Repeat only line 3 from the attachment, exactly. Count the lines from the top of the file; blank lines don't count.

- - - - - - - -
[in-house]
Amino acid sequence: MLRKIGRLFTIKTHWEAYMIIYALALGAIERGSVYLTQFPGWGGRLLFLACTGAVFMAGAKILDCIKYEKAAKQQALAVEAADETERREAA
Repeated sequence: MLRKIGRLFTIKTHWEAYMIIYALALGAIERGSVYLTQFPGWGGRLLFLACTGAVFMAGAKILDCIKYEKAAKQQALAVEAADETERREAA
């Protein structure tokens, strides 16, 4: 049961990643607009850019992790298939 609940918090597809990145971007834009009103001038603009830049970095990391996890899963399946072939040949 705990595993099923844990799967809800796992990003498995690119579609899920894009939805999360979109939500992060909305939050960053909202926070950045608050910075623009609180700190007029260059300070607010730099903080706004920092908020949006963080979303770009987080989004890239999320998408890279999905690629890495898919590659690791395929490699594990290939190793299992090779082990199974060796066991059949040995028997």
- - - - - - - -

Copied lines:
Repeated sequence: MLRKIGRLFTIKTHWEAYMIIYALALGAIERGSVYLTQFPGWGGRLLFLACTGAVFMAGAKILDCIKYEKAAKQQALAVEAADETERREAA